But it’s unclear if we’ll get that lucky again this season, flu-wise. People are gathering again, filling sports arenas and heading back into workplaces, schools, and retail businesses where masks and vaccines may be optional. Now that last year’s COVID protection policies are no longer in effect in many areas, influenza may well make a comeback.  

Why we might have a bad flu season this year
Some researchers are predicting a severe flu season. Not only is the nation taking fewer infection precautions than it did last season, but also our overall flu immunity might be lower than usual since so few people caught it last year.

Influenza may not seem scary. But it can and does turn deadly. The CDC estimates that since 2010, influenza has resulted in between 9 million and 45 million illnesses, between 140,000 and 810,000 hospitalizations and between 12,000 and 61,000 deaths each year.

A research group at the University of Pittsburgh used computer models and published two preliminary studies that have yet to be peer reviewed to make a prediction about what we’ll face this year. One of the studies found that the likeliest scenario is a worse-than-usual flu season this year, which could be eased by higher-than-usual vaccination rates. Those researchers also warned that young children could be at higher risk than usual, since that group got almost no flu exposure last year. The other study also concluded that we’re likely facing a “large, compensatory” flu season—a rebound of sorts after last year’s mild season and low natural immunity—but that if 50 percent more people get the flu shot or if it’s 50 percent more effective than usual, we could avoid skyrocketing hospitalizations.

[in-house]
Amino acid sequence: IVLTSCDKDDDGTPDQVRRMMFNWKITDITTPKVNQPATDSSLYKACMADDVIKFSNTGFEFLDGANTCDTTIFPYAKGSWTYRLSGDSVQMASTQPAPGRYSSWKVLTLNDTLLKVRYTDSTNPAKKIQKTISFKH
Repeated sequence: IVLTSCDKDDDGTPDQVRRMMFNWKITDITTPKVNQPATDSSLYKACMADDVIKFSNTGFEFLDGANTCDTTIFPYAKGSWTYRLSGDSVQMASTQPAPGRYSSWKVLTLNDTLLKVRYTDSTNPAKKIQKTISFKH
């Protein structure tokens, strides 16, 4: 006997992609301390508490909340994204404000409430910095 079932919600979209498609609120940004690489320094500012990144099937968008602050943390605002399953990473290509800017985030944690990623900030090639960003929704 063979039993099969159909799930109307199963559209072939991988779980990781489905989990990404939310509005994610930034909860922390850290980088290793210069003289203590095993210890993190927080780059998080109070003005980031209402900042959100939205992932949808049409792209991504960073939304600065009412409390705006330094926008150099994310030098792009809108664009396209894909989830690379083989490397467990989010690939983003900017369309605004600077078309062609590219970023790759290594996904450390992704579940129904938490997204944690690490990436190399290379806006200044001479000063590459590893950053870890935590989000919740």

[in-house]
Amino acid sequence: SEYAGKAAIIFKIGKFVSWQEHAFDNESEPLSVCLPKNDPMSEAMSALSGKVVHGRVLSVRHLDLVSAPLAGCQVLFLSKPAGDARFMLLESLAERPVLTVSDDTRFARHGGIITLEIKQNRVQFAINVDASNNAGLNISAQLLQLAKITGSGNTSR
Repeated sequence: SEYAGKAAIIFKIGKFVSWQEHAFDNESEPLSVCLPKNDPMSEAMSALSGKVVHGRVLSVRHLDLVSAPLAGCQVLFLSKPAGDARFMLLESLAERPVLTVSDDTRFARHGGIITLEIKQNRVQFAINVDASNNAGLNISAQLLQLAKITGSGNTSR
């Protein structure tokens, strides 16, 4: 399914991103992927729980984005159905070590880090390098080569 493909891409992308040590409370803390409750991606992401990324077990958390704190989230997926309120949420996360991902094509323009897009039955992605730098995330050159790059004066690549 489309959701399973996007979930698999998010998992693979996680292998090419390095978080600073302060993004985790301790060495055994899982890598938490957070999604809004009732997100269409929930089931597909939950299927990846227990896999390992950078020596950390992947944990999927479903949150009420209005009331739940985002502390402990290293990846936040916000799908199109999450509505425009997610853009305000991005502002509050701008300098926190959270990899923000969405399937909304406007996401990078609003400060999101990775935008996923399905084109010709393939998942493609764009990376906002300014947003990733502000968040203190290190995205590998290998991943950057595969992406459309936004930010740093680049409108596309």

In 2019-2020, only about 52 percent of Americans got a flu shot. But if that rate rose by even a little, we could ward off thousands of hospitalizations this flu season.

Don’t be deterred by the fact that the flu vaccine isn’t a perfect shield (its average efficacy is about 40 percent to 60 percent, far less than the 90s-range the new COVID vaccines have achieved).

The percentage of people who get the vaccine is far more important to public health than its efficacy. For example, a flu vaccine that’s only 20 percent effective could still save nearly 62,000 lives if 43 percent of the population got one, a 2018 study published in Proceedings of the National Academy of Sciences found. Boost that vaccination rate to 50 percent of the population, and nearly 8,500 additional flu deaths are avoided.

Timing your flu shot and COVID vaccine
Whether you’ve already been immunized against COVID and are eligible for a booster, or you’re ready for your first dose, the CDC advises that you can get a flu shot at any time—even on the same day.

Previously, experts advised people to separate these two different diseases’ vaccines by 14 days. That was an initial precaution put in place because the COVID vaccines were new—not because there were any known hazards, in particular.

There is now abundant research on the safety of the COVID vaccine. And in addition to what we already know about how flu vaccine behaves when given with a variety of other vaccines, the CDC is now confident that giving COVID shots at the same time as other vaccines is both safe and effective.

Preliminary results of a recent British study reinforce this recommendation. The study involved 679 study participants who had already gotten one dose of either the Pfizer/BioNTech or the Oxford/AstraZeneca COVID-19 vaccine. When they returned for their second shot, half of them received a flu shot in the opposite arm, and the other half got a placebo shot.